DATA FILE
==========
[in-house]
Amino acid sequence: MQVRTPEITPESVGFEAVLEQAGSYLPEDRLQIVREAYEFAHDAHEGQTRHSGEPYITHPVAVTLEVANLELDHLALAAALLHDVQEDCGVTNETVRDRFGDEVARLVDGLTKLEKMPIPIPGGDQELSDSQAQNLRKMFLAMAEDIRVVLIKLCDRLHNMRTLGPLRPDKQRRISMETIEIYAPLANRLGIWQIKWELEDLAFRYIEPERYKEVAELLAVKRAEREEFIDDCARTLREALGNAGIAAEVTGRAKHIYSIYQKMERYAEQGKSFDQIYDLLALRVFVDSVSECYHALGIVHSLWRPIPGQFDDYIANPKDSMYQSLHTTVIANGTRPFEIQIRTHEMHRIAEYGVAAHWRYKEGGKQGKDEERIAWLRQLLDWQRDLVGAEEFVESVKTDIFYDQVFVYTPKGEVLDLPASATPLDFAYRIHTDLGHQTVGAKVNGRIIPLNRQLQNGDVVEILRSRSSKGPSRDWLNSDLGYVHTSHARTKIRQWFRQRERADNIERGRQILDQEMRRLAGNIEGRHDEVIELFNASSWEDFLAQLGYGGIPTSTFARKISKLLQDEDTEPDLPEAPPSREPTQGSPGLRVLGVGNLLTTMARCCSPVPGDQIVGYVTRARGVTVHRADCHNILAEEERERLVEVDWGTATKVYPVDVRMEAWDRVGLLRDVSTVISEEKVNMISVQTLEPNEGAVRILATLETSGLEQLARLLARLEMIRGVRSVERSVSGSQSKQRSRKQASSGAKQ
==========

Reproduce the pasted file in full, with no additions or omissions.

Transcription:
[in-house]
Amino acid sequence: MQVRTPEITPESVGFEAVLEQAGSYLPEDRLQIVREAYEFAHDAHEGQTRHSGEPYITHPVAVTLEVANLELDHLALAAALLHDVQEDCGVTNETVRDRFGDEVARLVDGLTKLEKMPIPIPGGDQELSDSQAQNLRKMFLAMAEDIRVVLIKLCDRLHNMRTLGPLRPDKQRRISMETIEIYAPLANRLGIWQIKWELEDLAFRYIEPERYKEVAELLAVKRAEREEFIDDCARTLREALGNAGIAAEVTGRAKHIYSIYQKMERYAEQGKSFDQIYDLLALRVFVDSVSECYHALGIVHSLWRPIPGQFDDYIANPKDSMYQSLHTTVIANGTRPFEIQIRTHEMHRIAEYGVAAHWRYKEGGKQGKDEERIAWLRQLLDWQRDLVGAEEFVESVKTDIFYDQVFVYTPKGEVLDLPASATPLDFAYRIHTDLGHQTVGAKVNGRIIPLNRQLQNGDVVEILRSRSSKGPSRDWLNSDLGYVHTSHARTKIRQWFRQRERADNIERGRQILDQEMRRLAGNIEGRHDEVIELFNASSWEDFLAQLGYGGIPTSTFARKISKLLQDEDTEPDLPEAPPSREPTQGSPGLRVLGVGNLLTTMARCCSPVPGDQIVGYVTRARGVTVHRADCHNILAEEERERLVEVDWGTATKVYPVDVRMEAWDRVGLLRDVSTVISEEKVNMISVQTLEPNEGAVRILATLETSGLEQLARLLARLEMIRGVRSVERSVSGSQSKQRSRKQASSGAKQ